Nylon Fusion moved to TADA! with this iteration.  The space is fairly traditional — a relatively deep space with a raked audience.  It was deep enough where I decided to sit in the front row to get the best reach with my lenses.  It’s also a fairly wide space (by NYC standards) so I needed all three of my lenses (16-35, 24-70 and 70-200) at one time or another.

The lighting was a stock plot, with a LOT of blue in it, which had to be corrected out in many cases.  It was also fairly uneven, which made shooting and post-processing challenging.  It’s so hard to make a single plot (which might be the house stock plot) fit 11 different shows.

Next up will be the 1930s – 1940s. The Great Depression, Dust Bowl, and WWII.  Should be some good stuff!

Also posted in Nylon Fusion

Dead Special Crabs


A few years back, I played York in a production of Henry VI directed by my friend Adam Marple for his directing MFA thesis for Columbia University.  There are so many stories that I could tell from that production.  But importantly, there was a theatre company that co-produced the show, called Wide Eyed Productions.  It was a big financial risk for them, but they were trying to move to a new level and their people were integral to the show on all sides of the stage.  Last week, Kristin Skye Hoffman, Wide Eyed’s Artistic Director, contacted me because they were looking for a production photographer and their stage manager had recommended me — their SM was Rosie, the SM for the production of Richard III that I had performed in at the Secret Theatre.

So I reconnected with Wide Eyed Productions and some old friends from Henry who were taking a more comedic turn with this new piece.  Dead Special Crabs is a twisted take on a road trip, following I-95 from Maine to Maryland.  From one haven for the crabby crustacean to another.

The show was in The Barrow Group Theatre, where I shot The Tragedy of King Arthur and This Is How I Don’t Know How To Dance.  A split level set added some interesting staging opportunities, but a length of safety cable across the front was a challenge for me, frequently cutting right across faces.  The costuming added a lot, especially Kathy and Walter with their bright yellow cult-wear!

As a bonus, Time Out New York did choose one of my images as their Photo of the Week (the last one with the ship’s wheel)!



Last year SITI Company had their inaugural conservatory program.  One year of training in creating theatre using the tools that SITI company does: Viewpoints, Suzuki and composition of devised works.  The culmination of that year was the gorgeous This Is How I Don’t Know How To Dance, which I Got to shoot earlier this year.

Now, several months later, several of the artists have continued to collaborate and create work on their own, supported by SITI Company in the form of mentorship and some access to space.  They presented a first look at their work and asked me to come and photograph them.

I’m totally biased toward SITI Company, their work and the extension of their work ethic and artistic (pardon the pun) viewpoint.  What I saw was beautiful and brave. It was not theatre looking for the easy way out. It’s not about playing to the lowest common denominator in the hope of getting rich. It is theatre borne out of a need to tell stories, to pass on what it means to be us.

This is why I love theatre and what gets me going.

The shows include:

  • The Forgotten Princesses
  • Chekhov Vignette 1: On the Harmful Effects of Tobacco
  • Civility!
  • Chekhov Vignette 2: The Bear
Also posted in SITI Company

Philadelphia, Here I Come!


I love me some Brian Friel.  One of my fondest memories of theatre was a production of Translations in one of Seattle’s small theatres (I think it was AHA!)  I haven’t seen as much as I would like, so I was happy to get the call from my friend Janet at T. Schreiber to come shoot their  production of Philadelphia, Here I Come!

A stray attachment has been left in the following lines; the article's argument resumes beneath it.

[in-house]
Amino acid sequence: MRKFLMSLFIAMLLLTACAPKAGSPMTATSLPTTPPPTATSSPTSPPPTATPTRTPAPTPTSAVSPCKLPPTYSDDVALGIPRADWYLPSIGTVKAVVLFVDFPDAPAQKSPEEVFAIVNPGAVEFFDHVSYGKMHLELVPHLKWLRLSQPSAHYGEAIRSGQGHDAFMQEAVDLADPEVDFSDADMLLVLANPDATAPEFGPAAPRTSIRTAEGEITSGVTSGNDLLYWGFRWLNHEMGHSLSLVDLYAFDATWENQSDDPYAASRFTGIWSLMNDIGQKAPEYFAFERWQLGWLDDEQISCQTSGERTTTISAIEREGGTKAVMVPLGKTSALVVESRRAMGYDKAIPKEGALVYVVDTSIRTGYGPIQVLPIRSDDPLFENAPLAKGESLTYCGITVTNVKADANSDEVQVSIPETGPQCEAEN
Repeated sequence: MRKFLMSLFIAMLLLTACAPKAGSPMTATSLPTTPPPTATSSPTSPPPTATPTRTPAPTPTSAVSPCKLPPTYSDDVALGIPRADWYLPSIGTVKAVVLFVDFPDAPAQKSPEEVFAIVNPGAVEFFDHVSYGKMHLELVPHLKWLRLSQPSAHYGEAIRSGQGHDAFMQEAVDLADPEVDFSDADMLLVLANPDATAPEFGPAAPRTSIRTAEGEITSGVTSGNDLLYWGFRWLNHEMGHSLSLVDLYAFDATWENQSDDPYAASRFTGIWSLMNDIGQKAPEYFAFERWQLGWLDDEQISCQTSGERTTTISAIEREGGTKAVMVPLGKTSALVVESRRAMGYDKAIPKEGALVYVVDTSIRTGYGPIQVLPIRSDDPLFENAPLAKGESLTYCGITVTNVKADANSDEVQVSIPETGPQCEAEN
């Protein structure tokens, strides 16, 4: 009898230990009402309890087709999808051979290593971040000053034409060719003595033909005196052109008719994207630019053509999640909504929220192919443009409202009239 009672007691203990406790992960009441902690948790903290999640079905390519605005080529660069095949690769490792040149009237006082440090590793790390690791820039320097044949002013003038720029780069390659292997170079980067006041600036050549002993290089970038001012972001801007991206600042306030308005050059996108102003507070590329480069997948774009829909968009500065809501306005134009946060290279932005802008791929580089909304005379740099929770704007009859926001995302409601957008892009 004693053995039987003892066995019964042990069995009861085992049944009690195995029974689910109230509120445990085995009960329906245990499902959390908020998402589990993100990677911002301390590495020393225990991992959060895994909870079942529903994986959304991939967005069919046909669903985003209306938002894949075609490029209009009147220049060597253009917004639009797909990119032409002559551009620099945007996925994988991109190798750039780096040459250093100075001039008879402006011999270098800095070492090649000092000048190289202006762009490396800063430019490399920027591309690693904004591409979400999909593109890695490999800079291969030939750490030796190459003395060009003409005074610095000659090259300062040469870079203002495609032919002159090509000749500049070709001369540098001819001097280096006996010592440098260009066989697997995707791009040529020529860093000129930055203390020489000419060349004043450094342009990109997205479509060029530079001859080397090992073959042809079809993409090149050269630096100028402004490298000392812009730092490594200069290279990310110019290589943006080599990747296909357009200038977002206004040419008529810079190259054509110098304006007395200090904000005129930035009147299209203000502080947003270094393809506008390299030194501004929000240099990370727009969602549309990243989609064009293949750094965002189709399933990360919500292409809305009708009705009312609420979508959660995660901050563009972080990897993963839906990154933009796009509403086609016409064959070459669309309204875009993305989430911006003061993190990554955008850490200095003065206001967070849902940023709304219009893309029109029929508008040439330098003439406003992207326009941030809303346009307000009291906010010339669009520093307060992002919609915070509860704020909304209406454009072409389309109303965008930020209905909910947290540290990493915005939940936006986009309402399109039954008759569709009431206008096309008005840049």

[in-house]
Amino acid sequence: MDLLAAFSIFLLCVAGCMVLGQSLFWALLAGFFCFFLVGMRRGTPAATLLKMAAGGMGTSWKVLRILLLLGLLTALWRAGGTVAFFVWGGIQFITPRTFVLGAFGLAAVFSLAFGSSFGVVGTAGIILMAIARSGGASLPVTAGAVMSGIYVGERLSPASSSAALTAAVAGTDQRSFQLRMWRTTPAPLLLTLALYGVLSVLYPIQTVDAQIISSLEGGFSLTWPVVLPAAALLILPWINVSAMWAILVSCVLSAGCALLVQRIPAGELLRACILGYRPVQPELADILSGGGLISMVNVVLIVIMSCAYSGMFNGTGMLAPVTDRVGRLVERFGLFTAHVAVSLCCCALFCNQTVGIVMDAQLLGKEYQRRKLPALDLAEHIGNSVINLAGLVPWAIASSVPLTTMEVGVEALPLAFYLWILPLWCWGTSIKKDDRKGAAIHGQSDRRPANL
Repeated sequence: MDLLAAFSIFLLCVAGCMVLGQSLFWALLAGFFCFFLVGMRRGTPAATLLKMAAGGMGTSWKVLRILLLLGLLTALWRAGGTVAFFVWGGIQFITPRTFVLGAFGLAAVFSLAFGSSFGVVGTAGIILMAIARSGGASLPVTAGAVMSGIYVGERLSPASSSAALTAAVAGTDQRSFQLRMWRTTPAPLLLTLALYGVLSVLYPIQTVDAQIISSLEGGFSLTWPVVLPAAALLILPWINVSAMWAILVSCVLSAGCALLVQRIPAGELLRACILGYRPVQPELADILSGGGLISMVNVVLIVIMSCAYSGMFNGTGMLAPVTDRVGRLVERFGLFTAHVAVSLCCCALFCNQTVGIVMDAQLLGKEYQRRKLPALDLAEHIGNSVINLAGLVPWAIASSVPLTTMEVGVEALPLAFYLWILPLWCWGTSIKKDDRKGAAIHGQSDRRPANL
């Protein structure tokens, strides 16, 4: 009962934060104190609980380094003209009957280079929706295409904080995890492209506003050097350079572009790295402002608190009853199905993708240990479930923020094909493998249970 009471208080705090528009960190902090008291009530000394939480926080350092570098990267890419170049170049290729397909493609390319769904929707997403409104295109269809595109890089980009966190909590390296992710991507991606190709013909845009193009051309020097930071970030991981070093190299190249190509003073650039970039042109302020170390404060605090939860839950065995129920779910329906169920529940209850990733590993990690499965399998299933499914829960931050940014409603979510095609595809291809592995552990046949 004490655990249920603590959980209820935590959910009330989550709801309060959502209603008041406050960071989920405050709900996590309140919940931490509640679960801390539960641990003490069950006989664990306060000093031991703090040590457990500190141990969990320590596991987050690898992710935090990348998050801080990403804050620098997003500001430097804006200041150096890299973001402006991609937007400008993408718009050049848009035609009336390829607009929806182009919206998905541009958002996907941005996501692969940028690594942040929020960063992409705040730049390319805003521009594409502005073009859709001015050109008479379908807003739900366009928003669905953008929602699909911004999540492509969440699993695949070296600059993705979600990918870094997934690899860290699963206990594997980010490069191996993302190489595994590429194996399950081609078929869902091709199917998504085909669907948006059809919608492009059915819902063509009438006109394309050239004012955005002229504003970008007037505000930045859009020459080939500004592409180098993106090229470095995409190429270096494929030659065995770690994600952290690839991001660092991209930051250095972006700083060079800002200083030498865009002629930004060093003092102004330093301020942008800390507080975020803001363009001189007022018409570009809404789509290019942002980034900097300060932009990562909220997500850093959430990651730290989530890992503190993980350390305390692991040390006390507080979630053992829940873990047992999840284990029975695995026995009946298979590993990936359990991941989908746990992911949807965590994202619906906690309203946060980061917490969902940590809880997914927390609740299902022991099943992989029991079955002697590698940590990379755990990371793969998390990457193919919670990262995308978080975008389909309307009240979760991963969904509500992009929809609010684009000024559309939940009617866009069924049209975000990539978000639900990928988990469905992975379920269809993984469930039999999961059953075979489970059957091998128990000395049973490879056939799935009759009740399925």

It is amazing how much theatre you can fit into the small spaces in NYC.  The show is at the Gloria Maddox Theatre, where I’ve shot (and even performed) for a few Nylon Fusion shows.  The set is very evocative of a small Irish home of the 1960s and provides some nice levels and playing spaces for the actors.

The play gives us the last night in Ireland for Gar O’Donnell, before he heads to Philadelphia to stay with his aunt and uncle and work in a hotel.  He’s leaving behind his father and his job at his dad’s shop.  The action is commented on by Gar’s inner voice, his conscience, who seems to say what the public Gar wishes he could.  We see several of the characters who make up his life in Ireland — his widower father who is more boss than father, the doddering headmaster, who might have been the father he could have had, the mother figure housekeeper, his mates and the local Canon who comes to play checkers with his dad.  All of these characters seem to be living their lives by rote.  Even with Gar leaving the next day, not too much seems to be changing about their daily interactions.

Gar is also “visited” by some figures from his past and future — Kate, the  girl who got away, and her father Senator Doogan, who made Gar quite aware that he was not good enough for his daughter and his mother’s sister, his uncle and their friend, all visiting from America and the reason he is invited to come live with them in Philadelphia.

All of these people (with the exception of the American contingent) all seem to be on the verge of asking Gar to stay and he seems so on the edge, that given any excuse — any deviation from the daily ritual of his life — he would stay.  But we never see it happen.

Performances were strong all around and the direction (Jake Turner) kept me wondering if Gar would find what he’s looking for — either in Ireland or in Philadelphia.

Uncle Vanya at the Pearl Theatre

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The Pearl’s 31st season started with Uncle Vanya.  It’s a Chekhov I had not seen before, but it does not stray far from his other big works.  Good, solid country people collide with bored or frivolous city people, everyone’s lives get shaken up, murder is attempted, no one is happy and the invaders leave again, but leave the good, solid country people worse for wear.